Gaming in the UK
The United Kingdom of Great Britain and Northern Ireland is a small, cold, wet, rocky little island in the North Eastern corner of the Atlantic Ocean with, what at best can be described as, a bit of a chequered past. So the burning question on everybody’s lips is, how are we brits, inheritors of the stiff upper lip, washed in a politeness that extends to the point of being awkward and refined in the fires of tea and tradition, one of the leading lights of the modern video games industry?
First, let’s take a look at the numbers.
The global gaming market was estimated to be worth $116bn in 2017 and is expected to reach $143.5bn by 2020. The UK’s share of that market stood at around $4.2bn increasing to $5.2bn by 2021. Not bad.
There are over 5,000 full time mobile games employees in the UK (almost a quarter of the 21,000 in Europe) and the UK industry supports around 23,900 jobs in total.
The most impressive statistic though is this, 15 of the top 100 grossing games of 2017 were made in the UK including Grand Theft Auto V, Total War: Warhammer and Football Manager. That is a staggering overachievement. It would be like New Zealand winning 15 gold medals at the Olympics (for those collectors of random trivia amongst you, they won 4 in Rio).
So how did we do it?
We’ll begin with the business side of this. If you’re an artist or creative designer or if you have ever said something like “Having boundaries means cutting people out of your heart” then this part of the blog is not for you and you have my permission to skip it. Draw a picture or something while the rest of us talk about government grants and tax policy, wooooo!!!!
So, for new start-ups the government offers grants of up to £25,000 to help new studios take their game from concept to prototype stage. This may not seem like much and it is, shall we say, unlikely that this support would lead to the production of a AAA title, but what it does do is provide graduates and future industry leaders an opportunity to bloody themselves on a small scale, giving them the best start to their careers, like playing your new wonderkid in a couple of friendlies on Football Manager.
At the other end of the process, the government allows companies to claim back taxes of up to 20% of development costs on any new game.
This makes it more profitable for the larger, AAA studios to produce games in the UK. Companies like Ubisoft and Rockstar, who spend huge sums of money on developing new games (Grand Theft Auto V is estimated to have cost $265m) can save millions as a result of this tax break. In fact data released by HMRC in July 2017 showed that this tax break has been worth £119m since April 2014.
The government also recently established the British Games Institute (along the same lines as the British Film Institute) to coordinate the support and promotion of game development in Britain and to facilitate the development of new talent.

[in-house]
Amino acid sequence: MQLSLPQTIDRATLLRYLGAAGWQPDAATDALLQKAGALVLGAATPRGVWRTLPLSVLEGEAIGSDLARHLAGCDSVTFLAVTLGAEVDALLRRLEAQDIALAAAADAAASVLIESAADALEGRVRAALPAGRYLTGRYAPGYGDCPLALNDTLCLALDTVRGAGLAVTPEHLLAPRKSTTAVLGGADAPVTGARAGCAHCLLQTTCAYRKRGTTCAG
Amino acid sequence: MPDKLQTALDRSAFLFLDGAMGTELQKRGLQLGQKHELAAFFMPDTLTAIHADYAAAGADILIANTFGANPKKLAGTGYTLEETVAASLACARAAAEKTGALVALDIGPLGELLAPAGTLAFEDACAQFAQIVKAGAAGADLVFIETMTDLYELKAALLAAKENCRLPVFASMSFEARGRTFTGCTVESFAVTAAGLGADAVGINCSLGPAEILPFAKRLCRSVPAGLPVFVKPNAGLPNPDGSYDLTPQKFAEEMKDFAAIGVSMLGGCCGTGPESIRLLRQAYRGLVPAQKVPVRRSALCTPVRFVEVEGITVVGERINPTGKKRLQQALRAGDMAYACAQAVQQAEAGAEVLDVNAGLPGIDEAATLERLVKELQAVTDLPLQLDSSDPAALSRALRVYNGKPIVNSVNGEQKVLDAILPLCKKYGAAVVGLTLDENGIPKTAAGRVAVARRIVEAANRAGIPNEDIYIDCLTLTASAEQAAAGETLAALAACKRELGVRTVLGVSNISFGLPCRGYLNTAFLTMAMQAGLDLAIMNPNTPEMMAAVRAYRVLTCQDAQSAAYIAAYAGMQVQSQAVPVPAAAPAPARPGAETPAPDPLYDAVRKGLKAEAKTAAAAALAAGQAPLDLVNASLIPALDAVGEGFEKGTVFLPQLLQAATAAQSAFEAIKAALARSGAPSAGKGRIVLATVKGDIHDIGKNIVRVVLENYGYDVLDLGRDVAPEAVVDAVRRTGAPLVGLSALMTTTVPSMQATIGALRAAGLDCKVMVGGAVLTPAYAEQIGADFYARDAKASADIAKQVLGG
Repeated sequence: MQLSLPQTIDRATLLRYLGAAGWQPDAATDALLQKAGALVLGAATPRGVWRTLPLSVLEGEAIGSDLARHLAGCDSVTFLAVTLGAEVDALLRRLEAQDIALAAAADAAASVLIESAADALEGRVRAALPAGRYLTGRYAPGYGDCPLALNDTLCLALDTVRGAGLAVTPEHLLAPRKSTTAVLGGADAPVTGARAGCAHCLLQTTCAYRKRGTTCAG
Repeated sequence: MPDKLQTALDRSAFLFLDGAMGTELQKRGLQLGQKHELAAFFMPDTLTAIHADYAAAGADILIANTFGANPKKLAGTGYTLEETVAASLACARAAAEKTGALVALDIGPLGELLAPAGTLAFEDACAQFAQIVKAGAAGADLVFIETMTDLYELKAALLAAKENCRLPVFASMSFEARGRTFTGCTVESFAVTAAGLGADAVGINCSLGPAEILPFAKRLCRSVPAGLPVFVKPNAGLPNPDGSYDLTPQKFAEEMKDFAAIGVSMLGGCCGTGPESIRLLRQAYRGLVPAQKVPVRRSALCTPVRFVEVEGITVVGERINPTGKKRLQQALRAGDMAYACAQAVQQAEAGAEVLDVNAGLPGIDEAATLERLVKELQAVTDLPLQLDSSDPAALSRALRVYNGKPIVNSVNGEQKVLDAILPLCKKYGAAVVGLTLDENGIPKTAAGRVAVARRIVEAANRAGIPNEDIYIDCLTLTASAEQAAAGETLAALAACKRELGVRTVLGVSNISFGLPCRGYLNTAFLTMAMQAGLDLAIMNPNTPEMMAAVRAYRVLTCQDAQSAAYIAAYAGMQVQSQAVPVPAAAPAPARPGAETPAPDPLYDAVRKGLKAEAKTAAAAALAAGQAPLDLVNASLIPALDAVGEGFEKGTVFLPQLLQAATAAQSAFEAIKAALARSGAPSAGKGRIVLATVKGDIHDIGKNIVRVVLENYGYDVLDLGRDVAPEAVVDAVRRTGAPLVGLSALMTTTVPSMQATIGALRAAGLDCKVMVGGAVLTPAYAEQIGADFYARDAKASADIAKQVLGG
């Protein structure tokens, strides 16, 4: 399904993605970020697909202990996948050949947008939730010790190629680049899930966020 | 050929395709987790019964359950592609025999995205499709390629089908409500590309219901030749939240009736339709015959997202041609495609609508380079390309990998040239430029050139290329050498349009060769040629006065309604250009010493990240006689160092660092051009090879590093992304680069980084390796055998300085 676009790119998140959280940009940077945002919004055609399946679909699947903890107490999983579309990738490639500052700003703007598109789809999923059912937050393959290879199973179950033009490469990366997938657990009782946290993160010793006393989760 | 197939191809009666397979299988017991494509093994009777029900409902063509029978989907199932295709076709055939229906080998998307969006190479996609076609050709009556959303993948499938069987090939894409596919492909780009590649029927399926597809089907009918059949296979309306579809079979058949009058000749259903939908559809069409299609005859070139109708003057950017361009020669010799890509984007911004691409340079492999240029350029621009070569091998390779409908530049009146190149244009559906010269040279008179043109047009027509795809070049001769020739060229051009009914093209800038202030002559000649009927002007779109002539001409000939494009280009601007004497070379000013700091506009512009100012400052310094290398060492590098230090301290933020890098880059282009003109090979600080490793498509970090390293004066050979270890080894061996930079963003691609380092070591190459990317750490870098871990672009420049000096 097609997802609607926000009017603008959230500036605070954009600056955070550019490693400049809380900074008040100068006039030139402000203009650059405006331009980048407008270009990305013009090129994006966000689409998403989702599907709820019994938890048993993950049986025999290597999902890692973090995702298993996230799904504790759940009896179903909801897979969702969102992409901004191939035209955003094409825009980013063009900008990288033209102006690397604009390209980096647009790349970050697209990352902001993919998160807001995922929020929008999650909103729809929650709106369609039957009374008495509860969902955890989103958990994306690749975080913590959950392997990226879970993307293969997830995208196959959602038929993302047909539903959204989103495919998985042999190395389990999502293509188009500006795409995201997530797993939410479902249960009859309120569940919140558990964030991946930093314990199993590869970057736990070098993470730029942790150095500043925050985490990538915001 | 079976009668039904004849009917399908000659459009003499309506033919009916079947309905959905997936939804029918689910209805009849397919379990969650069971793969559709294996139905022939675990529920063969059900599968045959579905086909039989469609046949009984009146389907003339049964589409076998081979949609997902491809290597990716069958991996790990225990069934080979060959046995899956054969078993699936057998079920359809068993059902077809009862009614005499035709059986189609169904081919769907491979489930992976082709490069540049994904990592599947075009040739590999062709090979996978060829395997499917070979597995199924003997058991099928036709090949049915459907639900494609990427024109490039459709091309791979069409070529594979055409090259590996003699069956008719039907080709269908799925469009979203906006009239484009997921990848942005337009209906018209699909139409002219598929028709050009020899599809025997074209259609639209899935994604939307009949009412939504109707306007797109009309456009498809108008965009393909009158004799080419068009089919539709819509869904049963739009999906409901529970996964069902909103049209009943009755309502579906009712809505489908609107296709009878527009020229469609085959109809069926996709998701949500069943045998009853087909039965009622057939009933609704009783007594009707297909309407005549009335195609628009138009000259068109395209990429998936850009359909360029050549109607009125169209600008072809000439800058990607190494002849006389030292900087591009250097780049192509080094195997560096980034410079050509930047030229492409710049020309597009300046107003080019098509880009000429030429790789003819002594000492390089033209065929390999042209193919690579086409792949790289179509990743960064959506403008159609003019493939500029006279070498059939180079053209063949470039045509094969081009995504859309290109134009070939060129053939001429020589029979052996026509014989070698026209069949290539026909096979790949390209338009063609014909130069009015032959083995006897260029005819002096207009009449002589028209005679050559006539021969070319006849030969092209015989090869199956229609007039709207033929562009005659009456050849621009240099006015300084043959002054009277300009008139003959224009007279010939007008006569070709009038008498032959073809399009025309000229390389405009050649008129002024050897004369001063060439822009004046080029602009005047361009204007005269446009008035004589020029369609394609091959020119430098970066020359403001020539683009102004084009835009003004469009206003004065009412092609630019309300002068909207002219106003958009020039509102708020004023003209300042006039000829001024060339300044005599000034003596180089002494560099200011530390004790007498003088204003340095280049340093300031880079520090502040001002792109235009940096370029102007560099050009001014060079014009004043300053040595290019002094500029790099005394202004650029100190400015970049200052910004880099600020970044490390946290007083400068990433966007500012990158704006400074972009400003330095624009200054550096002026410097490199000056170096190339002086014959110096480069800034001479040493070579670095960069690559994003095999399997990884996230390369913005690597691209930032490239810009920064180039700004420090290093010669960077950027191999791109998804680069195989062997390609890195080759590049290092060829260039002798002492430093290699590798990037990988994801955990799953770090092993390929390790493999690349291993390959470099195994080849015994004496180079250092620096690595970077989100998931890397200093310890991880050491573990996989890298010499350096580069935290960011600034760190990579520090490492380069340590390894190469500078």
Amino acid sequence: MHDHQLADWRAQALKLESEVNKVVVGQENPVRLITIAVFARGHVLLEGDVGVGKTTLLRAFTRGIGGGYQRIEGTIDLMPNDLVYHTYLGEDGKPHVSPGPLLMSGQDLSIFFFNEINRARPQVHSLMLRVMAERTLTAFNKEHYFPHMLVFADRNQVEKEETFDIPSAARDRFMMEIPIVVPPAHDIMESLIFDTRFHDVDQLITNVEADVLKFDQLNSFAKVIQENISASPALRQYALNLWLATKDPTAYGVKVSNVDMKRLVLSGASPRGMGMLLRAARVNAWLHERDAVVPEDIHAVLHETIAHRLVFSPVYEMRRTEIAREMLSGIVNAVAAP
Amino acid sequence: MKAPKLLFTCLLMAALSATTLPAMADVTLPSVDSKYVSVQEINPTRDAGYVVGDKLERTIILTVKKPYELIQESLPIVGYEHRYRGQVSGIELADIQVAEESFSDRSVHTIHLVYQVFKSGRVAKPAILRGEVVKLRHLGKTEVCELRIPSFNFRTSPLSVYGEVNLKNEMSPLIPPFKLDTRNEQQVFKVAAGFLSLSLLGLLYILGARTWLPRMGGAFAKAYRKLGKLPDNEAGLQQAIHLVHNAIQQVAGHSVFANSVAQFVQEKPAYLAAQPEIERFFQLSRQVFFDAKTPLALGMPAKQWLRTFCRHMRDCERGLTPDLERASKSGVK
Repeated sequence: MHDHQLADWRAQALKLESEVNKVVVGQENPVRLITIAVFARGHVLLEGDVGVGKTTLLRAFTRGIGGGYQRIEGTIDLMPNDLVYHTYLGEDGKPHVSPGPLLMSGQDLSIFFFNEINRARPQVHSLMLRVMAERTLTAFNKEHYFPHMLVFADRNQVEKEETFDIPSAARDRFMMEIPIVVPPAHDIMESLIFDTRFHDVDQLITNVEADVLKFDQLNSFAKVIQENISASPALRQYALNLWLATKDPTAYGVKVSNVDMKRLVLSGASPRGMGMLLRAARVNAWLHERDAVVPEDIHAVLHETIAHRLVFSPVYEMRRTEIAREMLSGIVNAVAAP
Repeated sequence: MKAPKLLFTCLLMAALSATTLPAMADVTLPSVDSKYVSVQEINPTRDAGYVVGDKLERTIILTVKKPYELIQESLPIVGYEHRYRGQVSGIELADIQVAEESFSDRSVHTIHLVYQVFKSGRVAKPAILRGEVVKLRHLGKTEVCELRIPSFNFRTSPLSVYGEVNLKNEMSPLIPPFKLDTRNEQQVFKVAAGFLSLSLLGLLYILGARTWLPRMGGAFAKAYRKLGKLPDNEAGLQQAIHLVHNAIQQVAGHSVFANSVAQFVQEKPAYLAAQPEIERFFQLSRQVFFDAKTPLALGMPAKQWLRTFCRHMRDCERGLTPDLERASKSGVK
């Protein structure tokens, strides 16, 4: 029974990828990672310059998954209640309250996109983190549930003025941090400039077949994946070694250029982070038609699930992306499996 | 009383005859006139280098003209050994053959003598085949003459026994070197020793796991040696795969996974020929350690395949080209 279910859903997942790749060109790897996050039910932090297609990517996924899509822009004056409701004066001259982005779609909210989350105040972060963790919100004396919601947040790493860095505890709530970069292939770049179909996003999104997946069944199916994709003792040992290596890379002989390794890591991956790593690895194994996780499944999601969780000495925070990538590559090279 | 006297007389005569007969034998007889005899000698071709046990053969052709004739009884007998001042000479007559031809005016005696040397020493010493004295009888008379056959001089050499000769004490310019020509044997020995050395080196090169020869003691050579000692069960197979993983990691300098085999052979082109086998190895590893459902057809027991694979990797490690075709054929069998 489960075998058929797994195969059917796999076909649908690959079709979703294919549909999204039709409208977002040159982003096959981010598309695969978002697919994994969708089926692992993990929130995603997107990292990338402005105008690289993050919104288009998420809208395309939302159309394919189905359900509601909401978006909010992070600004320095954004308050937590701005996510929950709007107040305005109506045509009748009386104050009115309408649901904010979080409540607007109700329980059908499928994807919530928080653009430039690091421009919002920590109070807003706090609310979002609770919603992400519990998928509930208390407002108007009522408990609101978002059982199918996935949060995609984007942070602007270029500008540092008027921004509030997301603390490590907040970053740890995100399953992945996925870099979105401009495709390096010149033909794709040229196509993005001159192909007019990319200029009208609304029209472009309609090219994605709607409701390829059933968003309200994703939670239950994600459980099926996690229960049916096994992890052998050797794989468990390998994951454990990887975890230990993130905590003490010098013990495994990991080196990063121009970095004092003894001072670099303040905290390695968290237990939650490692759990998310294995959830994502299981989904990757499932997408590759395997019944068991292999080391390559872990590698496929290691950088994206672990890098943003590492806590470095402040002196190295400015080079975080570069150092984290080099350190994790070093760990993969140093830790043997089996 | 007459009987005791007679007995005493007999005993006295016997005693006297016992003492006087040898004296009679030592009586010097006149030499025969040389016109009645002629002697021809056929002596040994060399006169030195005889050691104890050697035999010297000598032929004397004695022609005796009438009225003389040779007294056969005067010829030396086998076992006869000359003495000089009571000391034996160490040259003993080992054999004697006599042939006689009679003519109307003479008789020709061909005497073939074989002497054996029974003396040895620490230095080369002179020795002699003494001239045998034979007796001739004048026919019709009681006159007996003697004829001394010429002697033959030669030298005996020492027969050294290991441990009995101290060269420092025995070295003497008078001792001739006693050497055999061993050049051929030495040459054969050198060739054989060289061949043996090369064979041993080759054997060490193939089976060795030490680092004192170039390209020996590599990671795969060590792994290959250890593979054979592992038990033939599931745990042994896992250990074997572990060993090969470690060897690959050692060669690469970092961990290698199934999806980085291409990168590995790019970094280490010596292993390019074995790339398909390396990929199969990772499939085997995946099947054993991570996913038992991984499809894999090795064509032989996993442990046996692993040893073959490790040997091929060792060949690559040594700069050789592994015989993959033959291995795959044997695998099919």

Which brings us nicely onto the other reason Britain once again punches above its weight on the world stage. Queuing. I mean talent. Sorry.
First let me welcome back the artsy people, it’s nice of you to join us.
Second, there are 215 undergraduate and 40 masters’ courses provided by 60 universities across the UK specialising in the skills needed in the gaming industry from coding to drawing, from design to production. This, along with the newly established BGI has and will continue to provide a constant stream of talented people entering the industry. And for when home grown talent isn’t enough.
According to the Global Talent Competitive Index 2017, the UK is the third best country in the world at attracting talent. People come here for the razzmatazz, the food and above all, the weather. But seriously, despite how much we might knock it, we do love it. As the old saying goes, the only person who can hit my little brother is me. We are an open, tolerant, wealthy, English speaking country. London is one of the few cities that can claim to be the greatest on earth. Manchester is growing at an incredible rate (though it is on the wrong side of the Pennines) and at the end of the day, people want to live here and that includes the top gaming talent.
There are other reasons the UK gaming industry is doing well
Those reasons as well as those I’ve talked about in this blog will I’m sure, ensure it continues to thrive as the industry globally continues its rapid growth. I will leave you with this.
“British people would die for their right to drink themselves to death”
It has nothing to do with anything, I just liked it.
For those of you who want some more numbers, check out the links below
Let us know your thoughts below. If you would like further information or you are interested in an IT career related to the gaming industry, get in touch with our specialist Joshua Wright on 0161 950 8844 or email Joshua here.